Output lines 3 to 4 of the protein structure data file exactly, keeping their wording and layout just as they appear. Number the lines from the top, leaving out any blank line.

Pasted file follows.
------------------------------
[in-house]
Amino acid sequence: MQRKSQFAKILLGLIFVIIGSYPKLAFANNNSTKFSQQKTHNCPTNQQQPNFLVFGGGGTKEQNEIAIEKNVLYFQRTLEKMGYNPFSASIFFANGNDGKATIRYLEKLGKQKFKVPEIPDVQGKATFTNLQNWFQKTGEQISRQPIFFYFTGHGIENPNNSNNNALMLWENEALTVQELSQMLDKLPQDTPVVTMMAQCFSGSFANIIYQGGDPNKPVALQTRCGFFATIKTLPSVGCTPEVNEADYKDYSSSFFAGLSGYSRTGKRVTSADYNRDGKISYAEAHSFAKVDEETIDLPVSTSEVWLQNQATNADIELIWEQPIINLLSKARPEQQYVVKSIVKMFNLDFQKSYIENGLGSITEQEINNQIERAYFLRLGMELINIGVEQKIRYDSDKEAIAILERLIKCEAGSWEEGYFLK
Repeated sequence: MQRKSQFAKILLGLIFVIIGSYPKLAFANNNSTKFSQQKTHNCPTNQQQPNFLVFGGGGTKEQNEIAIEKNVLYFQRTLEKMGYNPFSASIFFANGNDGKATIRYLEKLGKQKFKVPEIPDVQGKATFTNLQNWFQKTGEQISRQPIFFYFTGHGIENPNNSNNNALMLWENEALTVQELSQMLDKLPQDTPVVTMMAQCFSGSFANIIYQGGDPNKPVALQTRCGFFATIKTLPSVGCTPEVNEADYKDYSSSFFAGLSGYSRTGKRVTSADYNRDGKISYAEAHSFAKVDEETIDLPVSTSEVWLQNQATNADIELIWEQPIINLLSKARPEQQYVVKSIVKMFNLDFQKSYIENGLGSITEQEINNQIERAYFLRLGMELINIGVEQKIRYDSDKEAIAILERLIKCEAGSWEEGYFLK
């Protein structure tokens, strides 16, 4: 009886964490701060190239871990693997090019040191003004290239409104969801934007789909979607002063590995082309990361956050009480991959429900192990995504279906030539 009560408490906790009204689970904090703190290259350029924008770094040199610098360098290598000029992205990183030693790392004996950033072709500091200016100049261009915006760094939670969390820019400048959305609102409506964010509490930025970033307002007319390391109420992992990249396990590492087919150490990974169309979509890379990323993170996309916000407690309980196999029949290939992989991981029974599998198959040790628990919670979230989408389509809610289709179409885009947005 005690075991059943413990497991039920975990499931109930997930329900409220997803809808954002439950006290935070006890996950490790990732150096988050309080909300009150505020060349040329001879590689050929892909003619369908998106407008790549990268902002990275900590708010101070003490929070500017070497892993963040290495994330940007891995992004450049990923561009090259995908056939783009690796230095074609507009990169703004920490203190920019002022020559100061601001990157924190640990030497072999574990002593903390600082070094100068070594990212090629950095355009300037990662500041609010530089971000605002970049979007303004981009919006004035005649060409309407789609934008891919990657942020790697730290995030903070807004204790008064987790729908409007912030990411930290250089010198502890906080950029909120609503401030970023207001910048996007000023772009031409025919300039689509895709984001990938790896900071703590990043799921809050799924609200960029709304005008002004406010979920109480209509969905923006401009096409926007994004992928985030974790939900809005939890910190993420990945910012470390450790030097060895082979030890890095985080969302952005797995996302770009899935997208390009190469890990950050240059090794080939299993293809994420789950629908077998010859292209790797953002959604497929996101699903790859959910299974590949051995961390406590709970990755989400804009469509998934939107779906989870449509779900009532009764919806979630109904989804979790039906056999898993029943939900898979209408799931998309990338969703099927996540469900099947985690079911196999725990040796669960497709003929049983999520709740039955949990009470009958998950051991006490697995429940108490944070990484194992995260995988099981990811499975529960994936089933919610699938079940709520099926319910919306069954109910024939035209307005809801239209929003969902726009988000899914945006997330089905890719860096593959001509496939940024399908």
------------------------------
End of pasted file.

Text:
Repeated sequence: MQRKSQFAKILLGLIFVIIGSYPKLAFANNNSTKFSQQKTHNCPTNQQQPNFLVFGGGGTKEQNEIAIEKNVLYFQRTLEKMGYNPFSASIFFANGNDGKATIRYLEKLGKQKFKVPEIPDVQGKATFTNLQNWFQKTGEQISRQPIFFYFTGHGIENPNNSNNNALMLWENEALTVQELSQMLDKLPQDTPVVTMMAQCFSGSFANIIYQGGDPNKPVALQTRCGFFATIKTLPSVGCTPEVNEADYKDYSSSFFAGLSGYSRTGKRVTSADYNRDGKISYAEAHSFAKVDEETIDLPVSTSEVWLQNQATNADIELIWEQPIINLLSKARPEQQYVVKSIVKMFNLDFQKSYIENGLGSITEQEINNQIERAYFLRLGMELINIGVEQKIRYDSDKEAIAILERLIKCEAGSWEEGYFLK
């Protein structure tokens, strides 16, 4: 009886964490701060190239871990693997090019040191003004290239409104969801934007789909979607002063590995082309990361956050009480991959429900192990995504279906030539 009560408490906790009204689970904090703190290259350029924008770094040199610098360098290598000029992205990183030693790392004996950033072709500091200016100049261009915006760094939670969390820019400048959305609102409506964010509490930025970033307002007319390391109420992992990249396990590492087919150490990974169309979509890379990323993170996309916000407690309980196999029949290939992989991981029974599998198959040790628990919670979230989408389509809610289709179409885009947005 005690075991059943413990497991039920975990499931109930997930329900409220997803809808954002439950006290935070006890996950490790990732150096988050309080909300009150505020060349040329001879590689050929892909003619369908998106407008790549990268902002990275900590708010101070003490929070500017070497892993963040290495994330940007891995992004450049990923561009090259995908056939783009690796230095074609507009990169703004920490203190920019002022020559100061601001990157924190640990030497072999574990002593903390600082070094100068070594990212090629950095355009300037990662500041609010530089971000605002970049979007303004981009919006004035005649060409309407789609934008891919990657942020790697730290995030903070807004204790008064987790729908409007912030990411930290250089010198502890906080950029909120609503401030970023207001910048996007000023772009031409025919300039689509895709984001990938790896900071703590990043799921809050799924609200960029709304005008002004406010979920109480209509969905923006401009096409926007994004992928985030974790939900809005939890910190993420990945910012470390450790030097060895082979030890890095985080969302952005797995996302770009899935997208390009190469890990950050240059090794080939299993293809994420789950629908077998010859292209790797953002959604497929996101699903790859959910299974590949051995961390406590709970990755989400804009469509998934939107779906989870449509779900009532009764919806979630109904989804979790039906056999898993029943939900898979209408799931998309990338969703099927996540469900099947985690079911196999725990040796669960497709003929049983999520709740039955949990009470009958998950051991006490697995429940108490944070990484194992995260995988099981990811499975529960994936089933919610699938079940709520099926319910919306069954109910024939035209307005809801239209929003969902726009988000899914945006997330089905890719860096593959001509496939940024399908």